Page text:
Since reemerging from their last bankruptcy, American Airlines has aggressively pursued returning cash to their shareholders primarily through share buybacks.
Whilst there is nothing necessarily wrong with share buybacks, they should not be conduced when the company in question does not generate free cash flow and is already leveraged.
Due to these shareholder returns, their financial position is considerably more leveraged and thus their ability to mitigate any rough economic times is significantly diminished.
Since reemerging from bankruptcy earlier this decade, American Airlines (AAL) has been aggressively pursuing shareholder returns; however, despite these actions, their share price has still fallen over 40% during the last two years. Unfortunately, these shareholder returns have come at the expense of maintaining a strong financial position and thus they once again seem inadequately prepared if economic conditions were to turn negative.
Cash Flows & Debt
Thankfully, the graphs largely speak for themselves, with the first two graphs included below summarizing their cash flows and debt from the last seven years:
Image Source: Author.
Throughout the last seven years, they have seldom produced any positive free cash flow, and even when this occurred, it was minimal when compared to the years where it was negative. Since the beginning of 2013, their free cash flow has totaled negative $5.716B, meanwhile they still returned a further staggering $13.85B to their shareholders through a combination of dividends and share buybacks. Naturally, this was entirely funded through debt as their net divestitures of $2.938B were still dwarfed by their negative free cash flow and thus were incapable of funding any of their combined shareholder returns.
Image Source: Author.
Given their aforementioned financial performance and questionable shareholder returns, it should come as little surprise that their net debt has expanded quickly, rising 165.83% since the end of 2013. The only positive consideration being that their cash balance still sits relatively high and thus helps provide a degree of liquidity; however, as subsequently discussed, this alone is not necessarily enough to ensure their ability to weather tough financial times.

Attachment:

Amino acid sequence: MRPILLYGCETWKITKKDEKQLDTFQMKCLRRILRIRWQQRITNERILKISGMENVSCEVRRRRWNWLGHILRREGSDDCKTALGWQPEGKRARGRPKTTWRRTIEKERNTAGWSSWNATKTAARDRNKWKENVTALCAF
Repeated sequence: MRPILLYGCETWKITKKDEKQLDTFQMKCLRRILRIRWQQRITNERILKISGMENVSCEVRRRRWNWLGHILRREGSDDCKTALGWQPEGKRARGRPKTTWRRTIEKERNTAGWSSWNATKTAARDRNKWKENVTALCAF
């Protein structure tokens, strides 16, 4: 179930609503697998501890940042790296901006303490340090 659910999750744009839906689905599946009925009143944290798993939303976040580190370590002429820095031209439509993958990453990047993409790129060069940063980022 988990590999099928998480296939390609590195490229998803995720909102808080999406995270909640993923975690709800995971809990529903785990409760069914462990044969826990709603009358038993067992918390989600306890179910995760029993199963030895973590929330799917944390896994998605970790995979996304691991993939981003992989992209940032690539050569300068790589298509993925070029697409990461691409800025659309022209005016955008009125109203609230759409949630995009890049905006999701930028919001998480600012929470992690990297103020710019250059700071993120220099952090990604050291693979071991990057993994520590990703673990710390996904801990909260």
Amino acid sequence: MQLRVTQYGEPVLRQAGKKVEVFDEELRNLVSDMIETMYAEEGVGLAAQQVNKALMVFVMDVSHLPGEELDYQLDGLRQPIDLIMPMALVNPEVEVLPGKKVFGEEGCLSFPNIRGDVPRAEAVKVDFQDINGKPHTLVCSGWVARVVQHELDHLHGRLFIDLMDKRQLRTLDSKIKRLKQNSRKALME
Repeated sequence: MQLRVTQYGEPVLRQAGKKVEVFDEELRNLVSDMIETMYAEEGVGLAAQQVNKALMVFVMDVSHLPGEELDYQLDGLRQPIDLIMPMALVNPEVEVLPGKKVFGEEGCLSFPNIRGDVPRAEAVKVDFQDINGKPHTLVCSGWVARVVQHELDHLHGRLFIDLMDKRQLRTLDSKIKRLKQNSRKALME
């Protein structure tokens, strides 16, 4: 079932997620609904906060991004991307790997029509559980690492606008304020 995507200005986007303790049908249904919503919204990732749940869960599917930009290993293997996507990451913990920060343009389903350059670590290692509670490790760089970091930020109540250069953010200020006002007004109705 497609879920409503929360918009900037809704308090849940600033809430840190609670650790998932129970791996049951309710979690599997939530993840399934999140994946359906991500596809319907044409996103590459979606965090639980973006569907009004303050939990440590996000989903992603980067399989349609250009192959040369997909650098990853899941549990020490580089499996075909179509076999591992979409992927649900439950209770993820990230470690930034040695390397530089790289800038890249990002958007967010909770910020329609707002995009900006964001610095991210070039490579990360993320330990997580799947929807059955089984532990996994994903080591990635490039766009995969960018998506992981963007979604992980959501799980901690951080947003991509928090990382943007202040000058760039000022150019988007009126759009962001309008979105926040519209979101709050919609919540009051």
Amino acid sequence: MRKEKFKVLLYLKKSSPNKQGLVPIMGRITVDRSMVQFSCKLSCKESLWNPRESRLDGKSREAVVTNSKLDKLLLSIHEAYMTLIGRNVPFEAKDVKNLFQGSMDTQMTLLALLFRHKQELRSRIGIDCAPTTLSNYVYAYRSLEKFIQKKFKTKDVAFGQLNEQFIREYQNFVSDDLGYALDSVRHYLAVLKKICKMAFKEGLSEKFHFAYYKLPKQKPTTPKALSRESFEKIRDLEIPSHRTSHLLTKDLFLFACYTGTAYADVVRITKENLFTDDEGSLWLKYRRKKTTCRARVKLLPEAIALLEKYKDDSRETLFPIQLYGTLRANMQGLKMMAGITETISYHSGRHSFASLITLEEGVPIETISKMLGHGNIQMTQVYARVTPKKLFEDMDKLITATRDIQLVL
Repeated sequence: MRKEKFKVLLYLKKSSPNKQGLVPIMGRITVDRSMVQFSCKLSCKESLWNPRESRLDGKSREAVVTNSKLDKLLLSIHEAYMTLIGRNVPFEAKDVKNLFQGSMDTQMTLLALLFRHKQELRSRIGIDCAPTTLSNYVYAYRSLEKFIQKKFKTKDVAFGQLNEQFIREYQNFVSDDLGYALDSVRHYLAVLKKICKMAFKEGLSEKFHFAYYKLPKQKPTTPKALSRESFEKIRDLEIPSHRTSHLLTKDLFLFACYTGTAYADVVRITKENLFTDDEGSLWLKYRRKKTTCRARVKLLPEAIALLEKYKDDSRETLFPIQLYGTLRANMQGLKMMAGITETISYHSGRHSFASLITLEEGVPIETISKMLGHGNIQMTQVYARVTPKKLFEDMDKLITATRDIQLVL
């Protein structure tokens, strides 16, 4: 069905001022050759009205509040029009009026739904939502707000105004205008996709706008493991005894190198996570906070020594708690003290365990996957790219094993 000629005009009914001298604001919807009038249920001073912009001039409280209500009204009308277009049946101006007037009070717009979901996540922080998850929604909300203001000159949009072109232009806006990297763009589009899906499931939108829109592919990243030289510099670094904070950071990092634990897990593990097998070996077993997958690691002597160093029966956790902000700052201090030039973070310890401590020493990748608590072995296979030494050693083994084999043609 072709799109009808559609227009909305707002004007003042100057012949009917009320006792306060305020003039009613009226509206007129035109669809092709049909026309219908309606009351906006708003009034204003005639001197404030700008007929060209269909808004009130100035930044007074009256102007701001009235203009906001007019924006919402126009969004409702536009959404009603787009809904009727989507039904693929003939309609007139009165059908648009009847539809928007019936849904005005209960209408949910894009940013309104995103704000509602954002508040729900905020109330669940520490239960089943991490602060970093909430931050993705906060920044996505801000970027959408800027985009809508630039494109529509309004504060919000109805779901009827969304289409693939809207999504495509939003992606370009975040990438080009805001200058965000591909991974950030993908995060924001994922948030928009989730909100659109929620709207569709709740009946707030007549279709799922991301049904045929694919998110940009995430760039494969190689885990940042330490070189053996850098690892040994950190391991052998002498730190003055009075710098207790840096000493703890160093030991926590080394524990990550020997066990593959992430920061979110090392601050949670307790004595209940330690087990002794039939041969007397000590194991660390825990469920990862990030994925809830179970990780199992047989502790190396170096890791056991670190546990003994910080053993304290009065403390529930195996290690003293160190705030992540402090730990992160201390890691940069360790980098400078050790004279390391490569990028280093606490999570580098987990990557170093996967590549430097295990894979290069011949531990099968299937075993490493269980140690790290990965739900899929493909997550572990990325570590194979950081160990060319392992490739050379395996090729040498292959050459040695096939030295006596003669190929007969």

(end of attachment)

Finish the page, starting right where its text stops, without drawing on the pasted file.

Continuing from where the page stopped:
Since their free cash flow has rarely been positive, it is especially important to consider their financial position. The graph included below summarizes their financial position from the last three years:
Image Source: Author.
It quickly becomes apparent that their financial position remains weak, with all these metrics indicating their ability to service their current debt is reaching around their upper limits. Whilst this would not be concerning if economic conditions remain broadly supportive, serious risks lay dormant waiting to rear their head when this economic cycle turns negative. Considering the mounting global economic risks, from the trade wars to high global indebtedness and rising populism, this certainly is worthwhile considering.
There is nothing necessarily wrong with shareholder returns in general; however, they should be conducted when the company is over-capitalized, not when it is struggling to generate free cash flow and already has a leveraged financial position. Even though their shareholder returns have slowed significantly in the recent years, the fact they are still continuing at any rate is concerning and continues to diminish their ability to weather any economic storms that could eventuate.
If none of these shareholder returns were ever pursued, their net debt would be an impressive 69.00% lower and thus their net debt to EBITDA would be much safer at only 1.23 instead of a highly concerning 3.95, meanwhile their current ratio would soar to 1.20. A financial position with this strength would completely change their ability to endure sudden negative financial conditions and could have simply been achieved through avoiding borrowing to fund shareholder returns.
Whilst no one can predict with certainty when tough economic times will arrive, the fact of the matter is that they have chosen to focus on short-term shareholder returns instead of ensuring the long-term financial viability of their company. To make matters even worse, the majority of their shareholder returns have been share buybacks, which are effectively retained within the company, and thus, if things go south, their shareholders will still be left high and dry. A highly economically sensitive company that is operating in an industry known for bankruptcies that has been borrowing to fund share buybacks does not sound like a particularly desirable investment.
Notes: Unless specified otherwise, all figures in this article were taken from American Airlines’ SEC filings, all calculated figures were performed by the author.
Disclosure: I/we have no positions in any stocks mentioned, and no plans to initiate any positions within the next 72 hours. I wrote this article myself, and it expresses my own opinions. I am not receiving compensation for it (other than from Seeking Alpha). I have no business relationship with any company whose stock is mentioned in this article.